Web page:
Senegal: Life in the hottest place on Earth
The Senegalese region of Matam is currently considered to be the hottest place on Earth. The extreme heat, along with water shortages, is making conditions even harder for Fulani nomads.
Cooling down in the mosque
From the cool mosque back into the sun: People in the city of Matam, capital of a Muslim-dominated region in northeastern Senegal, live in constant heat. With temperatures around 48 degrees Celsius (118 F) in the shade and over 50 degrees in the sun, the region has been considered the hottest place on Earth since April.
Only stepping outside for prayers
Especially for older people such as 82-year-old Doiubayrou Dianka, the extreme heat brings the risk of cardiovascular and respiratory problems. During the day, Dianka hides from the sun and heat in his bedroom, which he only leaves now and then for a walk to the mosque.
Dark but still hot
But, even inside buildings, most people can't escape the high temperatures. Many don't have electricity so they can't operate fans, let alone air conditioning. Even at night, temperatures can reach 35 degrees.
In search of water
The extreme heat has hit the more remote parts of the Matam region particularly hard. Through the dry Sahel steppe, Fulani pastoral nomads traditionally drive their cattle herds to the few remaining water points. Today, many Fulani — also known regionally as Fulbe, Fula or Peul — live mostly sedentary lives, though often without a secure supply of clean water.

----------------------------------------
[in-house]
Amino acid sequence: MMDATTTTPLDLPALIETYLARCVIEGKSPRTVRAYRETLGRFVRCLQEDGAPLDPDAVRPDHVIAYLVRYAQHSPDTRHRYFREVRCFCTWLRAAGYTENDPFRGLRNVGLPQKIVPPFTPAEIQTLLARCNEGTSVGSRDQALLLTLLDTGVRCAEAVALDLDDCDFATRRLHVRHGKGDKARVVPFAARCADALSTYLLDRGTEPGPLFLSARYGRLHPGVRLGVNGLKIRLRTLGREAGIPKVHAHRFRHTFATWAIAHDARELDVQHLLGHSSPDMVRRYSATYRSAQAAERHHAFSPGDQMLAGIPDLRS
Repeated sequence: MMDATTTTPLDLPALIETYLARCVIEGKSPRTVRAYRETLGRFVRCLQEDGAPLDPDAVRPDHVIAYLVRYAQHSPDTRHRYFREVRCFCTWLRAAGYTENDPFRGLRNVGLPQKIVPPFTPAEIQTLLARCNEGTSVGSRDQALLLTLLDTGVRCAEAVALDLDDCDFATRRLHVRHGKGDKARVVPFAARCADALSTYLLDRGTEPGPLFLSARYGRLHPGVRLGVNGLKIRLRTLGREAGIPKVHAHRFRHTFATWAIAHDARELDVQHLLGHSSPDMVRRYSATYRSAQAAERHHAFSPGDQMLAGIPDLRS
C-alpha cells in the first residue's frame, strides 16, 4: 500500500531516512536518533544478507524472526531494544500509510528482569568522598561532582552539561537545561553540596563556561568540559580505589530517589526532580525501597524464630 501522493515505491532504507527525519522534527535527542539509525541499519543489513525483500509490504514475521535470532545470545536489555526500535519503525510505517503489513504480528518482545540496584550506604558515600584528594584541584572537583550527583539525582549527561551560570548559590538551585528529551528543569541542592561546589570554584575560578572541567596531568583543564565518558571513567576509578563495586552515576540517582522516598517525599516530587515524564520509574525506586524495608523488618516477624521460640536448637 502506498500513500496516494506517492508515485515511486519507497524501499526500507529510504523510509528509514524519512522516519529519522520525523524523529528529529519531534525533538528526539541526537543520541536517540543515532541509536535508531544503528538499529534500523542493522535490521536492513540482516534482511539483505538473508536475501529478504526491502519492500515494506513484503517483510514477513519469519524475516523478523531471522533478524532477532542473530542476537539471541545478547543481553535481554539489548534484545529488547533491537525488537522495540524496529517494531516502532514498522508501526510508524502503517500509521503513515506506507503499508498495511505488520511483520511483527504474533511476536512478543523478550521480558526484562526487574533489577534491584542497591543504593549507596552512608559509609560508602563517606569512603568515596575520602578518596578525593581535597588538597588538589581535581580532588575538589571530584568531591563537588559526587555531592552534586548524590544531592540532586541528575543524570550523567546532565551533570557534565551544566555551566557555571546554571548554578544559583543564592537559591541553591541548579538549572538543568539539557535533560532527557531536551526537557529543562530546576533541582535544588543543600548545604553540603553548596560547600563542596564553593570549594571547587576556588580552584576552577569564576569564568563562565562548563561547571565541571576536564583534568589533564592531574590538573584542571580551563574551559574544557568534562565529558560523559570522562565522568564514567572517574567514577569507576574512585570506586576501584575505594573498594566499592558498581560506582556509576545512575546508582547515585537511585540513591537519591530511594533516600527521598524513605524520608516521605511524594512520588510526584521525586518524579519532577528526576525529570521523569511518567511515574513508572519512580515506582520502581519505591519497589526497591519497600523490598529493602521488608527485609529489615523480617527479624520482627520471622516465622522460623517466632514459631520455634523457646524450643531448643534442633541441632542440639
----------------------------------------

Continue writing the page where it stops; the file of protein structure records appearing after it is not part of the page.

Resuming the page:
The extreme heat doubles the water needs of the Fulani's stock. Sheep in Matam usually drink 2.5 liters (2.65 quarts) of water a day, but, in the current heat wave, they need up to 5. Clean water is a precious commodity in a region where rain falls only a few months a year.
The ordeal of fetching water
The already-arduous task of procuring water in this region is becoming increasingly difficult: in order to supply themselves and the cattle, the herders are now forced to set out several times a day on foot or with donkey teams to the remaining water points, often having to cover up to 20 kilometers (12 miles) through the dry heat — each way.
Waterholes instead of water pipes
The natural lakes and rivers in the Matam region dry up from November on. Digging waterholes in dry riverbeds then becomes one of the only ways to get water in the remote region. Clean water is in absolute short supply during the summer months.
Water from the well
Many Fulani families also use the dirty water from the cattle wells. The Great Green Wall Project, which is supposed to protect Sahel countries from further desertification with a wide strip of trees, has so far had little positive effect in the Matam region.